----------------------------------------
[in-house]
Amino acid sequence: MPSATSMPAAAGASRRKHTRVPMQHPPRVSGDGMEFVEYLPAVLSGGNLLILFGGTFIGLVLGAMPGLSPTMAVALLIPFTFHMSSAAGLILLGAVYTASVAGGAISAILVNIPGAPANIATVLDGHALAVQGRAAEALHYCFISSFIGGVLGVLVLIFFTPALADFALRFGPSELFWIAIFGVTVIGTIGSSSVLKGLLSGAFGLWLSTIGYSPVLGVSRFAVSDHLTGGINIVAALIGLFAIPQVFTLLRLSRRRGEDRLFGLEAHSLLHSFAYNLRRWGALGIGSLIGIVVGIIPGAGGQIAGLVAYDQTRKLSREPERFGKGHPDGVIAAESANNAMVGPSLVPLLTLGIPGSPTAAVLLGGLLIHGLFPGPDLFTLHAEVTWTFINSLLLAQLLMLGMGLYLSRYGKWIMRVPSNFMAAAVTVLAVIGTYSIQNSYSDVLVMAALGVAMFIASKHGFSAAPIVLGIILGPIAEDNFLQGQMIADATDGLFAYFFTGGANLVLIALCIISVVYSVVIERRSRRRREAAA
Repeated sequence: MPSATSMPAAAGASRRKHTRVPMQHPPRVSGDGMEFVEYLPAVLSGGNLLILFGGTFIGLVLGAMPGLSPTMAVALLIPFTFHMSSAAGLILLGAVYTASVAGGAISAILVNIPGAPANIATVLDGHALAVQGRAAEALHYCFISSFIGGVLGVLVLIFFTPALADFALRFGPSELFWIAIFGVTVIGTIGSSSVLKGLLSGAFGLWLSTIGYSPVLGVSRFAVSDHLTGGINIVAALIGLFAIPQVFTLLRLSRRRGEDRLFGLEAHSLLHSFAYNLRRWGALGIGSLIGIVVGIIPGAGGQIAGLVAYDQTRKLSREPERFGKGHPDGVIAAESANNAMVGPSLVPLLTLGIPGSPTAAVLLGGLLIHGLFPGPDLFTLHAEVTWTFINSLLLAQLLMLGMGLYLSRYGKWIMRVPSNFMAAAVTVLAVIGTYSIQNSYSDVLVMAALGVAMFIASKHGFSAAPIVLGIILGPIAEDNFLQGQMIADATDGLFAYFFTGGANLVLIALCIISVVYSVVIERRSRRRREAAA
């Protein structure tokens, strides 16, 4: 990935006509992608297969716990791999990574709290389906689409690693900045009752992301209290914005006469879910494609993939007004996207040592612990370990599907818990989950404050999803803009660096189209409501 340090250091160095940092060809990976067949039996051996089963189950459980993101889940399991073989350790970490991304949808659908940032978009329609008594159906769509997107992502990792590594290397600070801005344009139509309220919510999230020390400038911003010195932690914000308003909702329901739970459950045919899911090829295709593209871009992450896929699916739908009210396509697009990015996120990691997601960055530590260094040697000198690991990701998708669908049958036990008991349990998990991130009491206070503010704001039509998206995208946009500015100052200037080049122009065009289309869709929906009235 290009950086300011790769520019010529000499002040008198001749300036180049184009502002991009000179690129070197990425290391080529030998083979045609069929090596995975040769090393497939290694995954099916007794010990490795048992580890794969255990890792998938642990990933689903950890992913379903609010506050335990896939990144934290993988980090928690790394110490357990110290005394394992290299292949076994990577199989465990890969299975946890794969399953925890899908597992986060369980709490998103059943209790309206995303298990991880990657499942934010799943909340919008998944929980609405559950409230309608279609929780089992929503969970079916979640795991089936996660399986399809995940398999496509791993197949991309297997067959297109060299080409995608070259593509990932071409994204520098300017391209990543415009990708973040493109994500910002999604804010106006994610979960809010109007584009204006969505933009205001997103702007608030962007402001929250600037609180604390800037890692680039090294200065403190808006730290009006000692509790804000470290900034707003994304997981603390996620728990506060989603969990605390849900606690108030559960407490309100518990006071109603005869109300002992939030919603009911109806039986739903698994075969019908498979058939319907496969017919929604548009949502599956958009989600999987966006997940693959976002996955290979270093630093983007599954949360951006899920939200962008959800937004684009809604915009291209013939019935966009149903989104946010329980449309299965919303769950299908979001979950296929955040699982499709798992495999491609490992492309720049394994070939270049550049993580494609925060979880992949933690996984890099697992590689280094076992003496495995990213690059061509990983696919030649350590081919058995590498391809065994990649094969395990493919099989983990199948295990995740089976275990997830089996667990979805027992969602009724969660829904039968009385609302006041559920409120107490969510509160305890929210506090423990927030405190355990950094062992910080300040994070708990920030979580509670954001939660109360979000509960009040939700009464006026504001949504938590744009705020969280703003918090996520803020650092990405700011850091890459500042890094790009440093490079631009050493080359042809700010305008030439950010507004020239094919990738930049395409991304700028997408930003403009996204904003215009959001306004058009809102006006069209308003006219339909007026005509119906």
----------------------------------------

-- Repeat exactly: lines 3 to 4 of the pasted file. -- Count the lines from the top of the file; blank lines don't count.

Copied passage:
Repeated sequence: MPSATSMPAAAGASRRKHTRVPMQHPPRVSGDGMEFVEYLPAVLSGGNLLILFGGTFIGLVLGAMPGLSPTMAVALLIPFTFHMSSAAGLILLGAVYTASVAGGAISAILVNIPGAPANIATVLDGHALAVQGRAAEALHYCFISSFIGGVLGVLVLIFFTPALADFALRFGPSELFWIAIFGVTVIGTIGSSSVLKGLLSGAFGLWLSTIGYSPVLGVSRFAVSDHLTGGINIVAALIGLFAIPQVFTLLRLSRRRGEDRLFGLEAHSLLHSFAYNLRRWGALGIGSLIGIVVGIIPGAGGQIAGLVAYDQTRKLSREPERFGKGHPDGVIAAESANNAMVGPSLVPLLTLGIPGSPTAAVLLGGLLIHGLFPGPDLFTLHAEVTWTFINSLLLAQLLMLGMGLYLSRYGKWIMRVPSNFMAAAVTVLAVIGTYSIQNSYSDVLVMAALGVAMFIASKHGFSAAPIVLGIILGPIAEDNFLQGQMIADATDGLFAYFFTGGANLVLIALCIISVVYSVVIERRSRRRREAAA
């Protein structure tokens, strides 16, 4: 990935006509992608297969716990791999990574709290389906689409690693900045009752992301209290914005006469879910494609993939007004996207040592612990370990599907818990989950404050999803803009660096189209409501 340090250091160095940092060809990976067949039996051996089963189950459980993101889940399991073989350790970490991304949808659908940032978009329609008594159906769509997107992502990792590594290397600070801005344009139509309220919510999230020390400038911003010195932690914000308003909702329901739970459950045919899911090829295709593209871009992450896929699916739908009210396509697009990015996120990691997601960055530590260094040697000198690991990701998708669908049958036990008991349990998990991130009491206070503010704001039509998206995208946009500015100052200037080049122009065009289309869709929906009235 290009950086300011790769520019010529000499002040008198001749300036180049184009502002991009000179690129070197990425290391080529030998083979045609069929090596995975040769090393497939290694995954099916007794010990490795048992580890794969255990890792998938642990990933689903950890992913379903609010506050335990896939990144934290993988980090928690790394110490357990110290005394394992290299292949076994990577199989465990890969299975946890794969399953925890899908597992986060369980709490998103059943209790309206995303298990991880990657499942934010799943909340919008998944929980609405559950409230309608279609929780089992929503969970079916979640795991089936996660399986399809995940398999496509791993197949991309297997067959297109060299080409995608070259593509990932071409994204520098300017391209990543415009990708973040493109994500910002999604804010106006994610979960809010109007584009204006969505933009205001997103702007608030962007402001929250600037609180604390800037890692680039090294200065403190808006730290009006000692509790804000470290900034707003994304997981603390996620728990506060989603969990605390849900606690108030559960407490309100518990006071109603005869109300002992939030919603009911109806039986739903698994075969019908498979058939319907496969017919929604548009949502599956958009989600999987966006997940693959976002996955290979270093630093983007599954949360951006899920939200962008959800937004684009809604915009291209013939019935966009149903989104946010329980449309299965919303769950299908979001979950296929955040699982499709798992495999491609490992492309720049394994070939270049550049993580494609925060979880992949933690996984890099697992590689280094076992003496495995990213690059061509990983696919030649350590081919058995590498391809065994990649094969395990493919099989983990199948295990995740089976275990997830089996667990979805027992969602009724969660829904039968009385609302006041559920409120107490969510509160305890929210506090423990927030405190355990950094062992910080300040994070708990920030979580509670954001939660109360979000509960009040939700009464006026504001949504938590744009705020969280703003918090996520803020650092990405700011850091890459500042890094790009440093490079631009050493080359042809700010305008030439950010507004020239094919990738930049395409991304700028997408930003403009996204904003215009959001306004058009809102006006069209308003006219339909007026005509119906």